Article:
Big Fish

Text by Nadine Freischlad
Photo by Dissy Ekapramudita

INDONESIA – Leonard Theosabrata is a leading figure in Jakarta’s creative scene. Transforming his family’s furniture business was the beginning of a much bigger transformation of his hometown, Jakarta.

We follow Leonard Theosabrata up the stairs of a freshly renovated part of his family’s furniture factory in West Jakarta. The office contains little more than a desk. Warm light filters in through the wooden drapes.

Leo has one of those ageless appearances. Thick-rimmed glasses and casual clothes make him look like the typical urbanites you would meet in a hip Jakarta restaurant on a Saturday evening; let’s say in a place like Goods Diner.

Except that Leo owns Goods Diner and the adjacent Goods Department, together with a group of friends. He’s a driving force behind a number of creative ventures that have changed the city’s beat in recent years.

Leo grew up in Jakarta in the 90ies at a time where clubs were opening up and kids were aspiring to become rock stars. He was inspired by American pop culture, especially design and music, and was able to convince his parents to send him to college in the USA.

With a smirk, he sums up his experience as a young graphic design student in Texas. “Have you seen the movie Dazed and Confused? That’s how it was.”

If Leo started out as a slacker, this changed when he discovered his talent and passion in product rather than graphic design. He moved to California to continue his studies. It felt like he had found his place. But after graduation it was time to decide whether to stick around and pursue a work contract at one of the prestigious American design firms, or to pack his bags and head home.

“I decided to go back to Jakarta because I’d rather be a big fish here than one of many in a highly competitive environment,” Leo says unabashedly. “I said to my friends: I want to be the product designer in Indonesia. I want to make an impact.”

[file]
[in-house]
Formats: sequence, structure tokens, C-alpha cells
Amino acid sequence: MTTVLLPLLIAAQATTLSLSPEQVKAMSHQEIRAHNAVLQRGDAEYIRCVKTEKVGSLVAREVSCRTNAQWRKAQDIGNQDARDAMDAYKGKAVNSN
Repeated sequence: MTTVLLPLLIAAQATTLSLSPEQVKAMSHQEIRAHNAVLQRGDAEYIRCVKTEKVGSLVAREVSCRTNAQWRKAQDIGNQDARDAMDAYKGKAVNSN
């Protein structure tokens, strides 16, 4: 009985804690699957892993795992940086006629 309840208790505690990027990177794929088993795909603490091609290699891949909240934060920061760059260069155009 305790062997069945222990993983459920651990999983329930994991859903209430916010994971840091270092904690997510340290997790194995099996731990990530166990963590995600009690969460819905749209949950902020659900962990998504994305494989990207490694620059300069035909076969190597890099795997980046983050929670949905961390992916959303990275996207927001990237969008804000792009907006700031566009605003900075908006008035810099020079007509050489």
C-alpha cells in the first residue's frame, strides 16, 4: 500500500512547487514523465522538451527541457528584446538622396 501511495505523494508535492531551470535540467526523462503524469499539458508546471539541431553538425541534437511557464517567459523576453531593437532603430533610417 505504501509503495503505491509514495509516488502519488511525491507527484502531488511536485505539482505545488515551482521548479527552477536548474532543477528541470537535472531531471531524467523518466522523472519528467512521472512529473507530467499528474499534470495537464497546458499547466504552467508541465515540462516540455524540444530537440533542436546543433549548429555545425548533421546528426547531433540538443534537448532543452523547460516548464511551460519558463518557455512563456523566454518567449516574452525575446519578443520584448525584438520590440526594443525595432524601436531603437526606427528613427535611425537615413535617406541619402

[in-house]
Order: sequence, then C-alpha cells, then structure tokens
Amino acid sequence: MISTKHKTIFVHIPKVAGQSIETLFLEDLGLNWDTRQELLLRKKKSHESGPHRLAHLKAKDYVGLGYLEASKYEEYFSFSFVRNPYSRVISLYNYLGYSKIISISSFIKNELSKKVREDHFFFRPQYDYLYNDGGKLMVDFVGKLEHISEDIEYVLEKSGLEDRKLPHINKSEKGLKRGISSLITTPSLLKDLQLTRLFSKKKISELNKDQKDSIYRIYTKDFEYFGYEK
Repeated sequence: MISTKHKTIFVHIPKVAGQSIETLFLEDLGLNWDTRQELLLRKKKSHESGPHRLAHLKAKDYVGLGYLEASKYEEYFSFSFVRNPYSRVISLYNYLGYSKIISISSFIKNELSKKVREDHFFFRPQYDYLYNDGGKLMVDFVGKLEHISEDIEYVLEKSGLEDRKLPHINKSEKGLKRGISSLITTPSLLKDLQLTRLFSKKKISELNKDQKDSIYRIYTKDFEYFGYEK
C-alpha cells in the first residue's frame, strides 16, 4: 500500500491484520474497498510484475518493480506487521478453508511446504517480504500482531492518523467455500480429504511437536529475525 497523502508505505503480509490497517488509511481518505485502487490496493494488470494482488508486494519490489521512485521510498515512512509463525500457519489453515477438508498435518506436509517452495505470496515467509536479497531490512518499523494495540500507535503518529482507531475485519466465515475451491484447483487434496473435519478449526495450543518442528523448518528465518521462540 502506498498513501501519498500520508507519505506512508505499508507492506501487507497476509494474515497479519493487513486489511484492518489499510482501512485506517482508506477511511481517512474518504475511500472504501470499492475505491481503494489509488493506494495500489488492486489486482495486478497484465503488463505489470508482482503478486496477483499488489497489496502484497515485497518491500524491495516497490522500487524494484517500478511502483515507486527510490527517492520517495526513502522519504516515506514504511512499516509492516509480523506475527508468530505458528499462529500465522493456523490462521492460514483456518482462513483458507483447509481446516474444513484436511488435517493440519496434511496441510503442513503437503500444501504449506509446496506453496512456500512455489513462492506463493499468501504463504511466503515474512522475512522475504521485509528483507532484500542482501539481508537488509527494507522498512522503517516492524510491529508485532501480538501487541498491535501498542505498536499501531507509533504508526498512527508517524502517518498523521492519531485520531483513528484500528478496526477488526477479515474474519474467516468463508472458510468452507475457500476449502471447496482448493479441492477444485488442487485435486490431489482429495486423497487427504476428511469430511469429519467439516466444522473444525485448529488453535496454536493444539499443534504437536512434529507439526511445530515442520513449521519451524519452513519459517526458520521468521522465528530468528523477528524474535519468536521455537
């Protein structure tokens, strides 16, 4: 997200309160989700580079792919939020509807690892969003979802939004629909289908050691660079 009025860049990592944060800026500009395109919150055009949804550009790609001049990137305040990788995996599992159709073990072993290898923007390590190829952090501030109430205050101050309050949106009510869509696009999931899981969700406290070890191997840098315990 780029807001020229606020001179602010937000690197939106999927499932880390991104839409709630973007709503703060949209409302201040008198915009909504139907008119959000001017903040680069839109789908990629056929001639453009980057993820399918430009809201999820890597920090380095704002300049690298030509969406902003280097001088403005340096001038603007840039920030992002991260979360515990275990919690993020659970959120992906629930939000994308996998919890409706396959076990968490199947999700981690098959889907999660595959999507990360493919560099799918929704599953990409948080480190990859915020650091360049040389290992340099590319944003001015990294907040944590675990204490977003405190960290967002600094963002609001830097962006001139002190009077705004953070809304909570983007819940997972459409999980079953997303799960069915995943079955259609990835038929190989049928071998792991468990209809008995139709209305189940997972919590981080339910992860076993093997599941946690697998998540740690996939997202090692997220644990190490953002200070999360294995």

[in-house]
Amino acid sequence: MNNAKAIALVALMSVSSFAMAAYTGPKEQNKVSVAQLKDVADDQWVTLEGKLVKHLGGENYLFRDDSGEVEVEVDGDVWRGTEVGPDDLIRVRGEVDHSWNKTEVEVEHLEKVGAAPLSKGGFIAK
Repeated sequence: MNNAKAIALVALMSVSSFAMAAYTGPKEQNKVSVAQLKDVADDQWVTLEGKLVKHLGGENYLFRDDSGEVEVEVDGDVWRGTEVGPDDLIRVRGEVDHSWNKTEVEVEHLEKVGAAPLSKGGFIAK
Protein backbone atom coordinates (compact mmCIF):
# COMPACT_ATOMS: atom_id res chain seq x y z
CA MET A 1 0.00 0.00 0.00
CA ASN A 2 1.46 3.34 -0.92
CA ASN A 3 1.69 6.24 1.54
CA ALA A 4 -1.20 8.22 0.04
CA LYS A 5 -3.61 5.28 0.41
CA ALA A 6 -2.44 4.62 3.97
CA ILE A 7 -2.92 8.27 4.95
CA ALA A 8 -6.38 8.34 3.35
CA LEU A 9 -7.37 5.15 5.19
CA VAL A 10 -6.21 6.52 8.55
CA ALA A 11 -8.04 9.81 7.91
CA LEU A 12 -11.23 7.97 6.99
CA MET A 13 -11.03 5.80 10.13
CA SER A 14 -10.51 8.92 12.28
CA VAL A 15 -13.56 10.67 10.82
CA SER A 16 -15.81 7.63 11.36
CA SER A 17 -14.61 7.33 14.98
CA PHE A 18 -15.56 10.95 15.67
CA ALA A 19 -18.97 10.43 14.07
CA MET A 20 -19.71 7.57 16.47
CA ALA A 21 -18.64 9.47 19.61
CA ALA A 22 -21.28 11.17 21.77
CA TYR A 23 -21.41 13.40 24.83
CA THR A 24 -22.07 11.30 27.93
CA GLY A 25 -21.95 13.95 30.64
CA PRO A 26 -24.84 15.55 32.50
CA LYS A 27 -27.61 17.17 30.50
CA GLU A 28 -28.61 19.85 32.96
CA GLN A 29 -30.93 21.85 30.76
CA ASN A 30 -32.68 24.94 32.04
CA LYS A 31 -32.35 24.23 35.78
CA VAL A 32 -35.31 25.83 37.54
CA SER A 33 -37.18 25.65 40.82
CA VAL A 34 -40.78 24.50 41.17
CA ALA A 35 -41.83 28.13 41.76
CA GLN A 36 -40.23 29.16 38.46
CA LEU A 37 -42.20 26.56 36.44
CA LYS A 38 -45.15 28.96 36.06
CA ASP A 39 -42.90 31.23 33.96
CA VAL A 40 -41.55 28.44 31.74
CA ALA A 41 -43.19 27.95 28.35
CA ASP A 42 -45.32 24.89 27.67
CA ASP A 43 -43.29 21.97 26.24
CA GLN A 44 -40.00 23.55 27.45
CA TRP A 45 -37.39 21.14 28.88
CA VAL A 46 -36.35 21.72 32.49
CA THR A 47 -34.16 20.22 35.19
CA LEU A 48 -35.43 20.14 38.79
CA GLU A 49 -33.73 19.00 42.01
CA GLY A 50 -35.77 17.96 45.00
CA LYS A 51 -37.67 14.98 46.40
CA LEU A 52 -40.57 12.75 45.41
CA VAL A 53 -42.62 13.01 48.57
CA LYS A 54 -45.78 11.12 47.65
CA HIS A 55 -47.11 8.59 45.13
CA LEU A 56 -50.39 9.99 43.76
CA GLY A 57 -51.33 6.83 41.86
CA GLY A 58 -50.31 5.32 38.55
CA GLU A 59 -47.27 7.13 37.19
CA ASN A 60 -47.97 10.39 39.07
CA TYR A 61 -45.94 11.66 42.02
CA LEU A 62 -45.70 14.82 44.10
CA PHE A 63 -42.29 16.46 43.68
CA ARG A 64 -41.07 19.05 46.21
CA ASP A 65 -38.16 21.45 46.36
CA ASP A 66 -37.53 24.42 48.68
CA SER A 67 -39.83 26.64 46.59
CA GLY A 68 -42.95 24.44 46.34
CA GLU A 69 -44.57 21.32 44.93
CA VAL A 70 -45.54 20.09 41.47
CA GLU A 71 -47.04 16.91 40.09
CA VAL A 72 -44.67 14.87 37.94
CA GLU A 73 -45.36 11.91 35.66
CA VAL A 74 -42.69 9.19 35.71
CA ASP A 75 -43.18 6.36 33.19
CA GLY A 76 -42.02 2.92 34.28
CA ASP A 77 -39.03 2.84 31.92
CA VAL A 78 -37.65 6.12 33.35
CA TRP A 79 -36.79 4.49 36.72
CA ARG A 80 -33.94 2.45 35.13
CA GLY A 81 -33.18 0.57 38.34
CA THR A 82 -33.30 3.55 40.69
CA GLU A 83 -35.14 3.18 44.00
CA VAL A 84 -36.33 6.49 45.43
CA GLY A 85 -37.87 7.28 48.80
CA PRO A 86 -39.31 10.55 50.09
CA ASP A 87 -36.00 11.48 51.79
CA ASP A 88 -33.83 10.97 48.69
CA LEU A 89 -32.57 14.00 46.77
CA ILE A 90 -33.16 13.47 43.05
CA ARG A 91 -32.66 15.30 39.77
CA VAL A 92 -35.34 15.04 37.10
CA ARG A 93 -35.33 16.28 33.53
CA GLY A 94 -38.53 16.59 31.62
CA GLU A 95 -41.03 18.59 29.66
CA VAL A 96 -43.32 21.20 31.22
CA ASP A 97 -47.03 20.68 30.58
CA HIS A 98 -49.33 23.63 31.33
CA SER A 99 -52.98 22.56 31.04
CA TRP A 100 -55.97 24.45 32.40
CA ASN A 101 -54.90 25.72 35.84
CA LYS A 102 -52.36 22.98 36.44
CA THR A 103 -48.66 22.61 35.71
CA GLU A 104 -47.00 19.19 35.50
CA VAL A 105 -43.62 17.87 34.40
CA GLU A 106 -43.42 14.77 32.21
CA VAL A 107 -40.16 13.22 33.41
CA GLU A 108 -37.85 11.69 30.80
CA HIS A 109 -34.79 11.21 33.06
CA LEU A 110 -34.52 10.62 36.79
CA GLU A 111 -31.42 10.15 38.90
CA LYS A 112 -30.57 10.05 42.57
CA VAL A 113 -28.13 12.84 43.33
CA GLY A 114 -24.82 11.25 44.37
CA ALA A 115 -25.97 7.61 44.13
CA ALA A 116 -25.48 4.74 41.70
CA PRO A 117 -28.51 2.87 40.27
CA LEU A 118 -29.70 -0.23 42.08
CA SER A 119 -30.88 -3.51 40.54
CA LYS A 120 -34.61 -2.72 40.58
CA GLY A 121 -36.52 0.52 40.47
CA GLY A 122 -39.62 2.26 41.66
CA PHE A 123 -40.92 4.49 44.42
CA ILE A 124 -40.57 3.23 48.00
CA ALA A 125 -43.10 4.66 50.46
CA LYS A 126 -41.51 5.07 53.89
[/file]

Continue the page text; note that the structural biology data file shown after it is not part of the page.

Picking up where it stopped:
It was 2002 when he returned home. There wasn’t much of a local scene for product design at that time. Leo started out by learning everything about wood manufacturing and the furniture trade at his father’s factory.

“I was drilled by my dad. I still had my red or orange hair, but my dad took me everywhere with him, even to important meetings. We did a lot of furniture shows back then. And we founded Accupuncto.”

As a duo, Leo and his father Yos Theosabrata created a line of stylish and well-crafted chairs. Accupuncto gained international reputation and won design awards such as the Red Dot. Leo’s story could have stopped there. He had achieved his aspiration to become a successful product designer.

But it didn’t feel right. “There wasn’t really any competition” he says, “I got bored.”

In a way, Leo had become a big fish in an empty pond. Then, together with a couple of friends, the idea of Brightspot was conceived: a pop-up market for up and coming local designers that was to take place in varying locations across the city. “Brightspot turned into a springboard for young designers. It works, because people make money there. It wasn’t just a big party, it proved a point.”

Brightspot’s success spawned many imitators. Hardly a weekend goes by in Jakarta without a pop-up market of some kind. But Leo soon realised the industry needed more than marketplaces.

“I saw that a lot of young entrepreneurs possess creativity and motivation but lack the know-how of manufacturing processes. I don’t see how they can grow if they don’t do this seriously.”

This led Leo to set up Indoestri, a makerspace to build capability among young designers. At Indoestri, people take up membership to gain access to welding, wood cutting machines and other facilities of an industrial workshop, and join classes to learn new skills which can be applied to their individual projects.

Whatever drives Leo forward extends beyond building a reputation for himself and setting up profitable businesses.

“I am in the private sector, doing business for profit, but with good conscience. My goal is to support the middle sector. I have been advocating the introduction of micro loans to young entrepreneurs like our vendors at Brightspot.”

Leo is part of a generation of Indonesians who are aware of the privileges of their upbringing and are now working hard to give back to society.

Against the backdrop of widespread consumerism that grew under Suharto’s authoritarian New Order government, Leo’s story is a testament that new attitudes are emerging among the young, post-Suharto generation.

“Self made” is the motto of Indoestri, and it refers to more than the way products are made in Leo’s workshop. It is a reminder that the future of Indonesia is in the hands of individuals who are empowered to shape history through a new brand of personal leadership.


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